What is the true cost of staff churn and how can it be prevented?

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Written by Charles Hipps on 10 December 2019 in Opinion
Opinion

Charles Hipps on how to win hearts and minds, and recruit for a successful workforce.

Reading time: 4 minutes

Churn of staff is clearly a pressing task for recruiters. In newly published research from Oleeo, nearly two-fifths of HR leaders (19%) stated that it is a major issue for them, often having to spend huge amounts of time and money recruiting for the same roles over and over again.

It is easy to see why, as 47% expect to lose over a tenth of their workforce in any given year, and we calculated that on average the companies studied lose 14% of staff within a typical 12-month period.

However, for some it’s a more significant issue than this, with 13% stating that they expect to lose 30% or more of employees each year, with a further 8% predicting they will lose between 30-40%.

Indeed, few are not affected by churn; just 3% of recruiters predict they will lose no staff members in a typical year.

While some staff turnover is to be expected, especially in sizable businesses, these figures signify how disruptive staff turnover potentially is, and how difficult many companies find it to hire the right person for the role.

With the race for talent intensifying, HR professionals are understandably feeling pressure to increase velocity and win the hearts and minds of qualified candidates sooner.

That means putting more time and energy into recruitment initiatives and the learning and development that follows.

In the absence of communication throughout the hiring process, they’ll seek it out with other employers

Whether it’s time delays, poor communication with applicants, or a bad online user experience, graduate recruiters and employers risk losing qualified candidates.

As candidates are left in the dark, they consider other offers. Remember, these applicants are constantly online and expect interactions and information. In the absence of communication throughout the hiring process, they’ll seek it out with other employers.

Losing out on a qualified recruit could mean months, if not years, of work have gone to waste and the search for other qualified candidates must start over – but now with a picked-over talent pool.

Evidently, candidates and employees now expect recruitment processes to be smooth, frictionless and seamless, always personalised and built on authenticity.

If you start the engaging process very early, you will find it easier to realise efficiencies in your talent acquisition success. But with resourcing stretched so thinly, this can feel harder than the reality is.

The fact is, not understanding career aspiration and then not meeting expectation is where the process is falling down.

That’s clear from all the horror stories of businesses not achieving retention rates from their talent pools and therefore failing to build a future leader pool – which is what the whole concept of any recruiting is meant to be all about.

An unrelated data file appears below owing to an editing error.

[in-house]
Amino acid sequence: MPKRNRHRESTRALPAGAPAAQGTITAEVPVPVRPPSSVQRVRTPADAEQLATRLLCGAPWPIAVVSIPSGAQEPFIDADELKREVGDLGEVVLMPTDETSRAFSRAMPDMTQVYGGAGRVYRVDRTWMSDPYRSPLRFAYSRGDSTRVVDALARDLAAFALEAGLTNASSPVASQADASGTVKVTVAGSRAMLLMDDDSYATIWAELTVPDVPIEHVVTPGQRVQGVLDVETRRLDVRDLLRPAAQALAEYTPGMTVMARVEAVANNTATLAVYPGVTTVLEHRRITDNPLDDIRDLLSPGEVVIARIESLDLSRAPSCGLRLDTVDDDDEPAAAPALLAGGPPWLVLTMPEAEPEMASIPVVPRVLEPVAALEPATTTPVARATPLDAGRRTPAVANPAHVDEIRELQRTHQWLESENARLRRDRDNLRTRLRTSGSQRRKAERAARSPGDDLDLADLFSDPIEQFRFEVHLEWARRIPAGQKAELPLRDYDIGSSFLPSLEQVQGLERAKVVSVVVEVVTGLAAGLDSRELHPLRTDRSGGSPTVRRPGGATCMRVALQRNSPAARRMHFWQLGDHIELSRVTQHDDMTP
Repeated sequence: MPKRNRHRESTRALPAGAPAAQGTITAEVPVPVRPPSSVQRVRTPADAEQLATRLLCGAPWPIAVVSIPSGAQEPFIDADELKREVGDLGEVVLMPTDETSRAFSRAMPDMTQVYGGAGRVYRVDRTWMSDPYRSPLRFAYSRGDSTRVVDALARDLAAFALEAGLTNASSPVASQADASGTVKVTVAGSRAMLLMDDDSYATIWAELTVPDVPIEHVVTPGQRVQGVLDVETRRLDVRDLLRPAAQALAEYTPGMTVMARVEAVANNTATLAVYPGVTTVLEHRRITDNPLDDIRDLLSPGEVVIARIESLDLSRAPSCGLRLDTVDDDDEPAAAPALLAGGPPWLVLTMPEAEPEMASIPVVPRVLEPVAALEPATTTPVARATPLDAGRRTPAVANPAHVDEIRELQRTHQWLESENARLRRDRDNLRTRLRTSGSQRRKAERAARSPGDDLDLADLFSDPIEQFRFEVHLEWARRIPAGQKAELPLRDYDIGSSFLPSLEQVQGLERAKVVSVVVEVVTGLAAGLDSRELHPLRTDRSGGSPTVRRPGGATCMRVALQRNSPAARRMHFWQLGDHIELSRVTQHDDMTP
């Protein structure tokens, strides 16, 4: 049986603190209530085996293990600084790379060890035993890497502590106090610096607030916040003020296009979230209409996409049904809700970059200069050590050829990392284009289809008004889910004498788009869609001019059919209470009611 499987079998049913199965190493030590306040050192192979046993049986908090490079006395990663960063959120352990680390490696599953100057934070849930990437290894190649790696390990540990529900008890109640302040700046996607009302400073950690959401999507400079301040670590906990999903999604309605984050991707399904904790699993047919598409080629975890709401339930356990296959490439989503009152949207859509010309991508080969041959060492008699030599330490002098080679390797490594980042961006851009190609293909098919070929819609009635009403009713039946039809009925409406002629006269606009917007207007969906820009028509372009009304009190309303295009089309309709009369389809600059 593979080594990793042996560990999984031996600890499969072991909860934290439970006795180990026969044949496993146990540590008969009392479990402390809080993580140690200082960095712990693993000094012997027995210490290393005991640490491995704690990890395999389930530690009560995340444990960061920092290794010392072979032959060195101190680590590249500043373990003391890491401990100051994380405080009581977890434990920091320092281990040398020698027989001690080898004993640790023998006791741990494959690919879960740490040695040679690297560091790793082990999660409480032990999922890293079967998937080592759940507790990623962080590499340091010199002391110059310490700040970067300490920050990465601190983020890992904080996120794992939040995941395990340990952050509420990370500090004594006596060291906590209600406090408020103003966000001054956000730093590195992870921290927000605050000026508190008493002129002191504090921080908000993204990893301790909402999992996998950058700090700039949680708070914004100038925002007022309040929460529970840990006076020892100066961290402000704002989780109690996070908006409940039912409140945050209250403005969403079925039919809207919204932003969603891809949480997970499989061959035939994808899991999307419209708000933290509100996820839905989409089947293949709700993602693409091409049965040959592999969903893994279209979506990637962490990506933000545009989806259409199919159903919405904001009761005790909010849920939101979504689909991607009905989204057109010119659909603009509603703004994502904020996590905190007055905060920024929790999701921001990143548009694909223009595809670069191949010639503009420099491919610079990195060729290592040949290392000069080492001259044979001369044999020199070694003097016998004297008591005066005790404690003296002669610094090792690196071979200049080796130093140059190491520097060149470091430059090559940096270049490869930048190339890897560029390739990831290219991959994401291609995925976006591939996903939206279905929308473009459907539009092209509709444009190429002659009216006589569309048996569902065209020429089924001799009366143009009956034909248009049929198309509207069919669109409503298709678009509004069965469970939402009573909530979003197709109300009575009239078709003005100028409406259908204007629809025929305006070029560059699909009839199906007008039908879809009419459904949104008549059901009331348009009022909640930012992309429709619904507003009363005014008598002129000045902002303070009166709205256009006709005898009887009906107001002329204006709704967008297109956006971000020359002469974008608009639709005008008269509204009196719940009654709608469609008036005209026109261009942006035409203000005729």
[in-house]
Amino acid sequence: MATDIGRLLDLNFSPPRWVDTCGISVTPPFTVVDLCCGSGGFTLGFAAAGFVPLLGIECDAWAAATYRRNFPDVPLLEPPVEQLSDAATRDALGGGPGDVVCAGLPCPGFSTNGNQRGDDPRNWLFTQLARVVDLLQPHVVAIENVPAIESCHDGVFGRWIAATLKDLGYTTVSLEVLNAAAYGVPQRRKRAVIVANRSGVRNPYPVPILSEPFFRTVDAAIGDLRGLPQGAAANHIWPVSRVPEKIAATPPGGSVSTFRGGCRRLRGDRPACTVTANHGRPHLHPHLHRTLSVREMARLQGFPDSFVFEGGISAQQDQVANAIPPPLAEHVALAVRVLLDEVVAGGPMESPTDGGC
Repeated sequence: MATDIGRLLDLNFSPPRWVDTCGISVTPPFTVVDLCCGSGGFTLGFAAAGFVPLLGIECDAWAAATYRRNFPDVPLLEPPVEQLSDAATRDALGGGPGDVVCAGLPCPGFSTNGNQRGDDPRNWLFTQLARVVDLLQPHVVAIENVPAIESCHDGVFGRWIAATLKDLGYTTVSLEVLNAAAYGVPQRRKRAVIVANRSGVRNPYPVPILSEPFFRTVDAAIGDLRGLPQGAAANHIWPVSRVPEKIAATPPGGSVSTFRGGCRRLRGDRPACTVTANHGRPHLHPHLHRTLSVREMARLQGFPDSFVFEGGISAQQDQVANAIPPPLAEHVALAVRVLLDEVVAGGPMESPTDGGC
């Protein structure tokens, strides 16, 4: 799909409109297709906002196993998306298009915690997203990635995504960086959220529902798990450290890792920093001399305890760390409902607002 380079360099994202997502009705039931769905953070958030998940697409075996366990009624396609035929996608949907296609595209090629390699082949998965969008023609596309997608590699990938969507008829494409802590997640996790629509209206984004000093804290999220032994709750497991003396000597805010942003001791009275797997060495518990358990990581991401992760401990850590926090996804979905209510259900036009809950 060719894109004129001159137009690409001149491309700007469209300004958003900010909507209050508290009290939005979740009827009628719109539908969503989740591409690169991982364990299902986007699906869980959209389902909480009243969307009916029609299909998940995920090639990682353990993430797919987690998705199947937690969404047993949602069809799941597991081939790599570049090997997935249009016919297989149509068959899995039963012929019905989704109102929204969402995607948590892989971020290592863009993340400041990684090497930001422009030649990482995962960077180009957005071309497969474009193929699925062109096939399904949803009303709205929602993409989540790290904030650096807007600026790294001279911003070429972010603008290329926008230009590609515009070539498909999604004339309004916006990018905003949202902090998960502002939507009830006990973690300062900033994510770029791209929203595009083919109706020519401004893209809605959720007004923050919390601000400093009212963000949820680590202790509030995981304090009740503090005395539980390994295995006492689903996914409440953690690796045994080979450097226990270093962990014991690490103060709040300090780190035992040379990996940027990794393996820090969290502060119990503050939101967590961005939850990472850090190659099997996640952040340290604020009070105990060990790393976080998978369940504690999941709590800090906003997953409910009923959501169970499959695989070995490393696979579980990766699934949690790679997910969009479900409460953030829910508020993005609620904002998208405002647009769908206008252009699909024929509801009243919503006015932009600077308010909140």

For all the success stories about CEOs having started from scratch, the same feels unlikely in the modern age.

Winning the hearts and minds of a future leader has to start immediately. A poor and inefficient recruiting process risks affecting candidate quality.

More importantly for recruiters, getting it wrong leads to extended administration time and duplication of effort, not to mention mistakes, including good candidates getting missed.

This process stretches all the way to the onboarding stage to complete the hiring cycle and get a candidate prepped to be an employee.

This is especially important with new generations! Millennials, and in some countries Generation Z, are shaping up to be the largest workforce ever and the largest living generations.

Millions of them have already joined the workforce and, currently, they make up an astonishing 36% of it. By the year 2025, three out of four workers will be millennials.

The recruiting and hiring process is now one that doesn’t stop when a candidate is offered a job. It’s a fluid process that’s undefined, meaning recruiters must create opportunities for candidate conversation, curiosity and research long before a job opening becomes available where they fit the bill.

The only way of seizing the mantle to ease these pains is to focus on better candidate engagement in a digital era that demands continuous interaction.

 



 

Recruitment Marketing is the new norm. Providing relevant content at key moments of candidate receptivity can help to build trust. It also demonstrates an understanding of candidate needs via personalisation.

This can be achieved by amplifying existing marketing content with contextual placements. For example, you can maximise existing career site real estate in a cost-effective way.

At every stage of the process, good automation will facilitate two-way conversations so that candidates can give feedback on what they think of the process and receive feedback in return. The aim is to help them in their career regardless of whether they are hired or not.

Rather than the elongated manual processes some recruiters still have embedded, the race is on to expedite processes and keep candidates better engaged to better match the high-touch process of finding, evaluating, and landing talent, which is more likely to simplify processes and increase hiring velocity.

Essentially, by alleviating the administrative burdens of recruiters, you are better able to personalise processes and interact more frequently with highly soughtafter qualified candidates in warm, authentic and meaningful ways such as including others involved in the recruiting process and updating candidates on the status of their application, or sharing results from an assessment.

 

About the author

Charles Hipps is CEO and founder of Oleeo

 

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